Last modified 4 months ago Last modified on 09/09/16 09:02:14

WebKit Early Warning System (EWS)

The WebKit Early Warning System is a designed to help catch build failures/test failures before patches are committed into WebKit. The EWS checks every patch posted for review on using a system of queues, one for each port (Mac, Win, Chromium) as well as queues for Style as well as committer/reviewer flag compliance. Failing an EWS check results in a patch being marked as cq- and a comment being added to the bug. The WatchList support is also implemented as part of the EWS.

Modifying the Early Warning System

The EWS is part of webkitpy. The EWS bots are implemented as hidden webkit-patch commands, the server side is implemented in Google App Engine. All code changes go through the normal review system, and testing of webkitpy (including the EWS) is done by test-webkitpy.

Adding a new EWS Bot

  • Preconditions: First ensure that the machine has all needed to build WebKit. So first build WebKit and run the tests and check that the machine can do that without problem.

Anyone can start a new EWS bot for an existing queue, but simply running "webkit-patch mac-ews", "win-ews" or whichever queue they would like to run.

The EWS system is designed to handle any number of EWS bots running per queue, and will distribute patches to idle bots accordingly.

We've had the most experience running EWS bots using git working copies (although SVN should also work in theory). It's helpful if you run the EWS bot as a user with the EditBugs privilege so that it can leave comments on bugs. To give the bot some credentials, add the following lines to your .git/config:

	username =
	password = password123

Normally administrators run EWS bots using the script found in the EWSTools package. Be very careful running it; note that it depends on symlinks in /mnt/git/

Adding a new EWS bot to the WebKitGTK+ queue

This an easy-to-follow step-by-step guide to add a new EWS to the WebKitGTK+ queue. Anyone can add an EWS, you don't need any special permission. You just need a computer where to run the EWS. Its not needed to run your EWS 24/7 (though if you can, better). You can configure your computer to execute the EWS only when you are away (for example)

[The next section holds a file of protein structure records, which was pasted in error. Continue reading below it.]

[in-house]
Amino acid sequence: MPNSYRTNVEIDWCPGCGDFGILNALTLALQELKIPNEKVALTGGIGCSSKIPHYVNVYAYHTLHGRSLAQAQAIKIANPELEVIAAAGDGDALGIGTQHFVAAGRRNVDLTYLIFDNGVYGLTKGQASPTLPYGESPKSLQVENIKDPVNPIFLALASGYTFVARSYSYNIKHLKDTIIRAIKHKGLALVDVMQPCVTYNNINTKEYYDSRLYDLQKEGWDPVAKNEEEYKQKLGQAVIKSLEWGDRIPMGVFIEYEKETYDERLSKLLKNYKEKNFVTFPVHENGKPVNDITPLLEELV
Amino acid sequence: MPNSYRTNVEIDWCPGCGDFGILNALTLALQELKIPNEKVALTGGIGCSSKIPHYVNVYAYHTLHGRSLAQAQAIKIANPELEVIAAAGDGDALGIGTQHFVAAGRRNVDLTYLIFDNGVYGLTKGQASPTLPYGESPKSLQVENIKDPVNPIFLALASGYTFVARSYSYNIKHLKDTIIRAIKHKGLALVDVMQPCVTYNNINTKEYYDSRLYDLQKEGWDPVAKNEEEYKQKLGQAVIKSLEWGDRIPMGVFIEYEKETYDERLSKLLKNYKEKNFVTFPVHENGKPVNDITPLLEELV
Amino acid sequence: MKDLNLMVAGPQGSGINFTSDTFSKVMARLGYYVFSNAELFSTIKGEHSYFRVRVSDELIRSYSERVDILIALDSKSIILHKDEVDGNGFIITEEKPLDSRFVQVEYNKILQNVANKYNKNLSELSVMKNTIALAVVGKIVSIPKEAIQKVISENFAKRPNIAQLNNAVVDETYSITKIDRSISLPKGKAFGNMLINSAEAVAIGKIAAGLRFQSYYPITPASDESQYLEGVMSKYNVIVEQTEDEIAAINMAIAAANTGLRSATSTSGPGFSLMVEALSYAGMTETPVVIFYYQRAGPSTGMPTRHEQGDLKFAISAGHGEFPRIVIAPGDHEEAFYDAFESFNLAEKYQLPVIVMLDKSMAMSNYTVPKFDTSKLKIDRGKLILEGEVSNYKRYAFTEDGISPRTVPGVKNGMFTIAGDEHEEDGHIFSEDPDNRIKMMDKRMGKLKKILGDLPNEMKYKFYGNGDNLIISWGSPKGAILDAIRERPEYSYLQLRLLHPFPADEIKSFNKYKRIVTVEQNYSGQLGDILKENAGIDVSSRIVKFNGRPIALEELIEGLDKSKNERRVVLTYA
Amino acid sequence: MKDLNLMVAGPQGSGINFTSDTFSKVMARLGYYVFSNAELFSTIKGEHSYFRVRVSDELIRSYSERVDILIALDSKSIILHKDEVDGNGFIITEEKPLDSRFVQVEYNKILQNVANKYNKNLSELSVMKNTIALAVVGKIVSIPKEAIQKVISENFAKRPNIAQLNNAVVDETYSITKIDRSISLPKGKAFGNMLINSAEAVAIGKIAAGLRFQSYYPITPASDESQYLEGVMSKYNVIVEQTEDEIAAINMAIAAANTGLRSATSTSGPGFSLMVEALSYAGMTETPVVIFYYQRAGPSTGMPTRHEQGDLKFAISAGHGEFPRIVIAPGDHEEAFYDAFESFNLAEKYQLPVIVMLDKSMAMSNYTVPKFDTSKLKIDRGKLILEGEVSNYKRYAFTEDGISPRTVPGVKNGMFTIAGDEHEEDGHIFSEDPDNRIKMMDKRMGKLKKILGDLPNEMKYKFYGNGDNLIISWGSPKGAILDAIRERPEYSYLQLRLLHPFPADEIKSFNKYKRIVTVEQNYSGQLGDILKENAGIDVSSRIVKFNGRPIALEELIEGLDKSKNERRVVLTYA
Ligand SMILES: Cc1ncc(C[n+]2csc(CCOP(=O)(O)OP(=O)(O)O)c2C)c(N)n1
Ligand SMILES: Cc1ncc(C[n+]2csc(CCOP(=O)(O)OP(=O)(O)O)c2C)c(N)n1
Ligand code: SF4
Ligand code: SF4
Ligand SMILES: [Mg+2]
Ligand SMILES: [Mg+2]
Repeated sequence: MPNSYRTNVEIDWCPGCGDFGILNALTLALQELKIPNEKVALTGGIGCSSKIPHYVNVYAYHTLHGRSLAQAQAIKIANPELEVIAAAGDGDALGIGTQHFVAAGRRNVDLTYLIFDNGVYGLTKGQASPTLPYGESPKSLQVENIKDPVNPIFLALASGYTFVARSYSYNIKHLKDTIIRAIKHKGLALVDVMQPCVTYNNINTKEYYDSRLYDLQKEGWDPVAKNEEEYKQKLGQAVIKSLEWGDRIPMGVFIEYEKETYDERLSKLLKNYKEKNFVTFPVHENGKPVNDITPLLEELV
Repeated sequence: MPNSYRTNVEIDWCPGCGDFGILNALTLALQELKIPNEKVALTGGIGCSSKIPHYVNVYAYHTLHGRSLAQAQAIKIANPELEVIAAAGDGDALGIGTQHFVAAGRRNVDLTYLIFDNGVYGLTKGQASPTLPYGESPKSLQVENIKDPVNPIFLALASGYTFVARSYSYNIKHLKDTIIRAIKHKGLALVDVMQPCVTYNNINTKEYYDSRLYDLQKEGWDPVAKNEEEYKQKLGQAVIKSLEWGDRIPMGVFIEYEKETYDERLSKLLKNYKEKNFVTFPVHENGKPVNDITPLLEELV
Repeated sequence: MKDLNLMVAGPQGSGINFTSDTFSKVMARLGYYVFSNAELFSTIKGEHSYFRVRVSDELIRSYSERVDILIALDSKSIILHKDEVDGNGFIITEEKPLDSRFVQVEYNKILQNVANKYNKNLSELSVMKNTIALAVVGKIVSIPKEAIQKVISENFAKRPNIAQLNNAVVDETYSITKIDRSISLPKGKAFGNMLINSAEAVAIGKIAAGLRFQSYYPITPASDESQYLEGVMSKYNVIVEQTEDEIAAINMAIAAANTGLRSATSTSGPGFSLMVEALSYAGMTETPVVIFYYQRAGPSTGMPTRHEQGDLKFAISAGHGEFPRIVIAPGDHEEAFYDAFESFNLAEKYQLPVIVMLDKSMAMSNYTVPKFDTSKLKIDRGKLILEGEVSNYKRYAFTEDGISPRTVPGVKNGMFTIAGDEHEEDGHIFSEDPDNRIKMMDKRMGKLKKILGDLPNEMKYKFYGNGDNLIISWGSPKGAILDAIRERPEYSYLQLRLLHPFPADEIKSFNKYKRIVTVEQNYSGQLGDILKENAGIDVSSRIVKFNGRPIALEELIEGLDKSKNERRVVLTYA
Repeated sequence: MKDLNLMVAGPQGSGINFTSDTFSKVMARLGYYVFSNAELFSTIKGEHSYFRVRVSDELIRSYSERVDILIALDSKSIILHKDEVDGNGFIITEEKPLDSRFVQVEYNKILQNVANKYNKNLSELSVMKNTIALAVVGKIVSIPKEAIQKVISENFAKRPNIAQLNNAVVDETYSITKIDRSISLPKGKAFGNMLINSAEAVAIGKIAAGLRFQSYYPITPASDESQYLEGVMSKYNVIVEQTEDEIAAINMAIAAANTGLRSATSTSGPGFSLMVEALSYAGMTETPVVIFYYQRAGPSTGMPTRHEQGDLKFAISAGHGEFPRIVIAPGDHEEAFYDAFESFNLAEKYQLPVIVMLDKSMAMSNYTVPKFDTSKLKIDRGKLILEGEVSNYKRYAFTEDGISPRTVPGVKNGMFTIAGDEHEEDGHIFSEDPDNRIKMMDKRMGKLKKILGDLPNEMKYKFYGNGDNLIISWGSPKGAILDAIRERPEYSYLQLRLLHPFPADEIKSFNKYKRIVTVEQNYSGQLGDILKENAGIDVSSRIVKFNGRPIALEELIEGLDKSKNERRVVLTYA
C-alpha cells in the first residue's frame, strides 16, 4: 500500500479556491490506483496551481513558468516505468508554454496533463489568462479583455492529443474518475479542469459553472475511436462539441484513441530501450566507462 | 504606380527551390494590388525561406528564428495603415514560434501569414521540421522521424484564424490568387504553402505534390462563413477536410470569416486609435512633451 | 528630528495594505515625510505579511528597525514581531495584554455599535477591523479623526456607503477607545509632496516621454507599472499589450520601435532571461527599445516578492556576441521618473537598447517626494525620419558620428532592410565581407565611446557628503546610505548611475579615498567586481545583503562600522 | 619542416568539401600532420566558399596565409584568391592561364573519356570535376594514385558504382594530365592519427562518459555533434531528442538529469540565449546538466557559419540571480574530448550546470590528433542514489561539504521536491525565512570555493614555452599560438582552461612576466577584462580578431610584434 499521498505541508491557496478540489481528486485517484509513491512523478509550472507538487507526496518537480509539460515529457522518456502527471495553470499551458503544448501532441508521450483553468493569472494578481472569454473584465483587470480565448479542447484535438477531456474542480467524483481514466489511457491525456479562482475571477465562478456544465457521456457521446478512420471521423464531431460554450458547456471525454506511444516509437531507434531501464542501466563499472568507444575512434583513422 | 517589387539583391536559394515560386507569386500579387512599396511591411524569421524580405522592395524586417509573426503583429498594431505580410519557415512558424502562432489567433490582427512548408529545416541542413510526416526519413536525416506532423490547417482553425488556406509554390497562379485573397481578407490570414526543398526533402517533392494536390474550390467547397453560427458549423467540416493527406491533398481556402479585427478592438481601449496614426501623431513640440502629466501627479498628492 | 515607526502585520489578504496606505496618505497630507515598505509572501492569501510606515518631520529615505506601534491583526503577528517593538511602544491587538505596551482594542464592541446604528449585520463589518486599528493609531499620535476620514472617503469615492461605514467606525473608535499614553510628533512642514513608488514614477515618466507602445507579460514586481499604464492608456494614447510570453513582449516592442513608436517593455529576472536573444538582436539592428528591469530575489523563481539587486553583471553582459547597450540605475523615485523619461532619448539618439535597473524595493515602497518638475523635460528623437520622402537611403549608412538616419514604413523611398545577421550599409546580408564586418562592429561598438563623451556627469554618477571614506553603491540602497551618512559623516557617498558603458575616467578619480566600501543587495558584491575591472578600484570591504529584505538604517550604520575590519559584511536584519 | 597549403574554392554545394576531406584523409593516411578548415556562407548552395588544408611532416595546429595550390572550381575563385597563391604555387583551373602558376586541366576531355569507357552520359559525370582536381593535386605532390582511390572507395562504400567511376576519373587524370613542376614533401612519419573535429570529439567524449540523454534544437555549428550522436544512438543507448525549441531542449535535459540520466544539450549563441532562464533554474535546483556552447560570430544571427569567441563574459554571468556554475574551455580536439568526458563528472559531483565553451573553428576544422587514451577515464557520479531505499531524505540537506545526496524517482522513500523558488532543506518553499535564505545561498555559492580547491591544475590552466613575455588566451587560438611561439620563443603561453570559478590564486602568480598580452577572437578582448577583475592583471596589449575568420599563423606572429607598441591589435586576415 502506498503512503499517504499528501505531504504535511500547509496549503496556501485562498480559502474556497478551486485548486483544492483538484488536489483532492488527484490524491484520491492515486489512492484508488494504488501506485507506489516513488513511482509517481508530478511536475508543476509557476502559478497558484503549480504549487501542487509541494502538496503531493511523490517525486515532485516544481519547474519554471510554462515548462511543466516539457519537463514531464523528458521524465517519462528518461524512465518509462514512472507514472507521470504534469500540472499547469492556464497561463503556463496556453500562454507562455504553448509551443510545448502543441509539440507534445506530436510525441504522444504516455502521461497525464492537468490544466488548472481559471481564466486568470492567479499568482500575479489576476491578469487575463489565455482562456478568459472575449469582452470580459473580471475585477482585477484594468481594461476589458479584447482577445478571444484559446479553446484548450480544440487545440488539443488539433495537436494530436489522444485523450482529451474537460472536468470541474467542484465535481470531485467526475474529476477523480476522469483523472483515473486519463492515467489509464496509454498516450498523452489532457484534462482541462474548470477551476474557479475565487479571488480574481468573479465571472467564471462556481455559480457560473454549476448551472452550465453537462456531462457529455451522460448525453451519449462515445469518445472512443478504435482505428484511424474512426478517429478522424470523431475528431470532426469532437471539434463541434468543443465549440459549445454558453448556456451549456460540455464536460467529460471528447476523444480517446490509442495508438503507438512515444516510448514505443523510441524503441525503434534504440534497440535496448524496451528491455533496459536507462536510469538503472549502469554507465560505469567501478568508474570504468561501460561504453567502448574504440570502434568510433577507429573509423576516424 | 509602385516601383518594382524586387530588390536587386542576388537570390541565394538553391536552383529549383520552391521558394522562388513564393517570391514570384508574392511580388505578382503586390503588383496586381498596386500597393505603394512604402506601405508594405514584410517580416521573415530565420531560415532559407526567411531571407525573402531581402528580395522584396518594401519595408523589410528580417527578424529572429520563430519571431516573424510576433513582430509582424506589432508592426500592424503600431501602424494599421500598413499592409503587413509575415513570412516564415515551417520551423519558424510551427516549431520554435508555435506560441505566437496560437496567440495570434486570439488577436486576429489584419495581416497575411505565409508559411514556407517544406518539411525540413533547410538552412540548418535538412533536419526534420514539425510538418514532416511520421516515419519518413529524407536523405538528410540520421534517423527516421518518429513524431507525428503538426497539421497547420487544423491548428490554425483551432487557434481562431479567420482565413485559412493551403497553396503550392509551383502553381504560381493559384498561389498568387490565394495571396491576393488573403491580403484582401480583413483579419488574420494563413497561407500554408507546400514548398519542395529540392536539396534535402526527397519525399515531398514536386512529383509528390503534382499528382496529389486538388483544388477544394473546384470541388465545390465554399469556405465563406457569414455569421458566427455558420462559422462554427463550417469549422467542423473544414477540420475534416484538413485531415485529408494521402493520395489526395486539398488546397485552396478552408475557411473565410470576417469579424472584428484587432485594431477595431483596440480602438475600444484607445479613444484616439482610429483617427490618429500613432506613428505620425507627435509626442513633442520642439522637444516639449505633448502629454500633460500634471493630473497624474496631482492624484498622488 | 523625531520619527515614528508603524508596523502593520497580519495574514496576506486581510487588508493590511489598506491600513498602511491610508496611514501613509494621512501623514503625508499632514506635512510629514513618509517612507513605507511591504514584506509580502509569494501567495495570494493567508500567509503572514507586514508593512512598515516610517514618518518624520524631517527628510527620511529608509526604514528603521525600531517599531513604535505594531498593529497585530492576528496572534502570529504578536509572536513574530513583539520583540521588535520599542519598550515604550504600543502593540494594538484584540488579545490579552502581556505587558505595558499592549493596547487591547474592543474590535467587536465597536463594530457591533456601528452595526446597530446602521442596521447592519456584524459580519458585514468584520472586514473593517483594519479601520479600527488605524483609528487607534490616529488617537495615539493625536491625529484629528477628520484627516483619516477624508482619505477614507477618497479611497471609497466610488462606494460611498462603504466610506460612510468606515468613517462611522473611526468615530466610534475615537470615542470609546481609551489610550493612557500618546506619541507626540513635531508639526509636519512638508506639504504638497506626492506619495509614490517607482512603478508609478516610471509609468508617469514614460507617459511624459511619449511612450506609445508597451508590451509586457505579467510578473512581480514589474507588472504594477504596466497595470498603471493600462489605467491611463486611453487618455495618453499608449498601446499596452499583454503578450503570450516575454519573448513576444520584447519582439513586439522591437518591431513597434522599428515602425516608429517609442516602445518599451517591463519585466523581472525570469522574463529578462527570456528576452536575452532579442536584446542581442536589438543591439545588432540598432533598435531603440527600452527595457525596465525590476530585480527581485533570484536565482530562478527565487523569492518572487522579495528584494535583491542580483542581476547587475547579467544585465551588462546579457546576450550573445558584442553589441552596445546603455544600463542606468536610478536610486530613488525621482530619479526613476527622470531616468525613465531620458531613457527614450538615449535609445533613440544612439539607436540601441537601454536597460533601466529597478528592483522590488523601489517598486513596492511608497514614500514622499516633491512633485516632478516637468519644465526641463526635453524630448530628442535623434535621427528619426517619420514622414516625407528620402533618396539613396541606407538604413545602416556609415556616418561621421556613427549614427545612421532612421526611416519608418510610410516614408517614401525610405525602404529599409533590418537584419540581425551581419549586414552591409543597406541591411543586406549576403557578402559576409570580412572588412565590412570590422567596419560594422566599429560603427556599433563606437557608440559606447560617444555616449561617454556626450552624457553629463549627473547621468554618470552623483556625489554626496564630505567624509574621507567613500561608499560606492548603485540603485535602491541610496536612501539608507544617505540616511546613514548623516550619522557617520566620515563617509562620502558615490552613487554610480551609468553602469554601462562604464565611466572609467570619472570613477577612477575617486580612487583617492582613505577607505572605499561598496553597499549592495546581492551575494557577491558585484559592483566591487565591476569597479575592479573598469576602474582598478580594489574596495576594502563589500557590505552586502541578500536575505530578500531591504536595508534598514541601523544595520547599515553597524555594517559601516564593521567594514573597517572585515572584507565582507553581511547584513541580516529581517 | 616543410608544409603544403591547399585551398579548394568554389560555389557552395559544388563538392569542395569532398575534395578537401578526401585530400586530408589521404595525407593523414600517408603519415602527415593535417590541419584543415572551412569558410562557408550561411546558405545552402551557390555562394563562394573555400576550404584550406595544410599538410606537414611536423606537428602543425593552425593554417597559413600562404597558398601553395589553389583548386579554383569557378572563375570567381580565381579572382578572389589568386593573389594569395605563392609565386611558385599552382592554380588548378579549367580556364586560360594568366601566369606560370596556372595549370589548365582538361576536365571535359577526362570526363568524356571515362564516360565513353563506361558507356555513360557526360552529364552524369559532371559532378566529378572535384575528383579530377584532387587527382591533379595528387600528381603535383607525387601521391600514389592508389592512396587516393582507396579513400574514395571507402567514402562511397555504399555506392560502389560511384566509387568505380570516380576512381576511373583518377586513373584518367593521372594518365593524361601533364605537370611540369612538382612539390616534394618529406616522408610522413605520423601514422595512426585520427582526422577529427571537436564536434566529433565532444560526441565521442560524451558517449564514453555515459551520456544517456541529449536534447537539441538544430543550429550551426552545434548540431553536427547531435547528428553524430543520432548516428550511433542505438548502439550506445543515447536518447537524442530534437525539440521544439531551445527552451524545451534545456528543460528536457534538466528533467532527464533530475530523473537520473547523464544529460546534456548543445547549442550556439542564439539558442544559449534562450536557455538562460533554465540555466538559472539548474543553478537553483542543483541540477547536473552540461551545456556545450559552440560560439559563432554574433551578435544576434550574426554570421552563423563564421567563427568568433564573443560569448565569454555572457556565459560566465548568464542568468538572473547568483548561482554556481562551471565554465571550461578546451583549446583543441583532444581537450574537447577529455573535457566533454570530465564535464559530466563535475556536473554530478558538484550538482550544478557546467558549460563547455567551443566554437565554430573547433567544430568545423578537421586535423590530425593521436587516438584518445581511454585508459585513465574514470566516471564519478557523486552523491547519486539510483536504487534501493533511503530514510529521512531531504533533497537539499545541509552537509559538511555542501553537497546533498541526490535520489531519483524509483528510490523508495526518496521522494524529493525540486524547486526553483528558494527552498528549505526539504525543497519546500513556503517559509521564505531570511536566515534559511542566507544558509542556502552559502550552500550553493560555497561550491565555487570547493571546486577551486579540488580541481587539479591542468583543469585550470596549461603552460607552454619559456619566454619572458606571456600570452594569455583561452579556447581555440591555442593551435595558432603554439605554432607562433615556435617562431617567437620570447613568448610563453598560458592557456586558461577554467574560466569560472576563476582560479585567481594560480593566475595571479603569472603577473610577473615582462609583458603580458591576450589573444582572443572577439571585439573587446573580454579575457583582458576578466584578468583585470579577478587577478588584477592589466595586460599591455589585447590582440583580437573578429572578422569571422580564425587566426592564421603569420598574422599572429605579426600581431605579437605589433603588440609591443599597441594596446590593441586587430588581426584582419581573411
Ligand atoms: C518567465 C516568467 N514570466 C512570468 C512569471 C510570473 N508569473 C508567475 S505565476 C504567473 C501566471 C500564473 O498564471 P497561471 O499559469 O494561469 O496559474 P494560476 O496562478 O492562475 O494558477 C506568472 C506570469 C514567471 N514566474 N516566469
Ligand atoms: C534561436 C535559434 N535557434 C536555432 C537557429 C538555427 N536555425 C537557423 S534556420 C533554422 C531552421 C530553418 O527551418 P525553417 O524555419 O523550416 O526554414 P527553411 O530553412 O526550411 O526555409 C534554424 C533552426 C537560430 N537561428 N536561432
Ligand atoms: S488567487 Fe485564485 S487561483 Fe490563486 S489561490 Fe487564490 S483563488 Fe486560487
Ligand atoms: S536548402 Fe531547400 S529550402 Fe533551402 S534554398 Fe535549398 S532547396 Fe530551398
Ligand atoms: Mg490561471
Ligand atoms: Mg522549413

• Clone the Webkit Git repo and setup the git-svn mirror as explained here
  • Install the system dependencies. Run the script:
  • Install ccache:
    sudo apt-get install ccache
  • Build the jhbuild modules needed to build WebKitGTK+. Run the script:
  • Now build it manually to ensure that it builds as expected. Run the script:
    Tools/Scripts/build-webkit --release --gtk
  • Now create a new bugzilla account for the EWS (for security reasons is not a good idea to reuse your current bugzilla account for this)
  • Save the new bugzilla credentials in the file $WEBKITREPO/.git/config:
        $ cat .git/config
            username = "" 
            password = "your-bugzilla-password-here" 
  • Get the script . A good place for saving it would be the parent folder in which you have cloned the WebKit Git repo.
  • Edit the variables on it.
  • Run the script from a screen or tmux session.
  • If everything worked as expected, you should see your EWS at:

Adding a new EWS Queue

Adding a new queue to the EWS (for a new port, or some new type of patch validation) requires both adding a new webkit-patch command to, as well as editing the server-side list of queues.

If you plan to add a new EWS Queue you should CC both abarth and eseidel on your patches.